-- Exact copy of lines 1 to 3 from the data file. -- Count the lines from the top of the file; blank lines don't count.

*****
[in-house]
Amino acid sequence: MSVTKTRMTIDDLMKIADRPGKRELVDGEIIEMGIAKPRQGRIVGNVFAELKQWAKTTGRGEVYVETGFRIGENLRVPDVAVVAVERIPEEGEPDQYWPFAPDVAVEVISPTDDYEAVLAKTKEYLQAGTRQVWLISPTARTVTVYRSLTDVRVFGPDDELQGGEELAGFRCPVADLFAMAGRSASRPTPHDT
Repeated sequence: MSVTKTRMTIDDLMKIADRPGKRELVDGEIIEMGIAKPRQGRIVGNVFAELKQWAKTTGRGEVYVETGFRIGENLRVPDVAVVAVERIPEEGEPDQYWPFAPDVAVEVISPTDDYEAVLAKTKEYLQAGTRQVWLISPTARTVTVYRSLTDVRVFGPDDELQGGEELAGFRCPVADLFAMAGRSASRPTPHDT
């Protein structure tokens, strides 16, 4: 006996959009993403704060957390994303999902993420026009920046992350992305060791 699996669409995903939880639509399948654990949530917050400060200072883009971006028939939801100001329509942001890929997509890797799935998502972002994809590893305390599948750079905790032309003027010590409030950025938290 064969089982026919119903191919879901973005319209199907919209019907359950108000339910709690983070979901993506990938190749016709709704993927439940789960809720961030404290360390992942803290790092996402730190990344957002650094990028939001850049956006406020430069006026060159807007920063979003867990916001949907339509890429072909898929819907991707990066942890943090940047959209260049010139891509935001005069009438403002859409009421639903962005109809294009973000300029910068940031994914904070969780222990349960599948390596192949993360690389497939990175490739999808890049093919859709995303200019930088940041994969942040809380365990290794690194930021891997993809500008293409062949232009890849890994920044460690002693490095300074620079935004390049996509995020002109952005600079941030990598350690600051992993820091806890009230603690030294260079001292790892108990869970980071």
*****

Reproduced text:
[in-house]
Amino acid sequence: MSVTKTRMTIDDLMKIADRPGKRELVDGEIIEMGIAKPRQGRIVGNVFAELKQWAKTTGRGEVYVETGFRIGENLRVPDVAVVAVERIPEEGEPDQYWPFAPDVAVEVISPTDDYEAVLAKTKEYLQAGTRQVWLISPTARTVTVYRSLTDVRVFGPDDELQGGEELAGFRCPVADLFAMAGRSASRPTPHDT
Repeated sequence: MSVTKTRMTIDDLMKIADRPGKRELVDGEIIEMGIAKPRQGRIVGNVFAELKQWAKTTGRGEVYVETGFRIGENLRVPDVAVVAVERIPEEGEPDQYWPFAPDVAVEVISPTDDYEAVLAKTKEYLQAGTRQVWLISPTARTVTVYRSLTDVRVFGPDDELQGGEELAGFRCPVADLFAMAGRSASRPTPHDT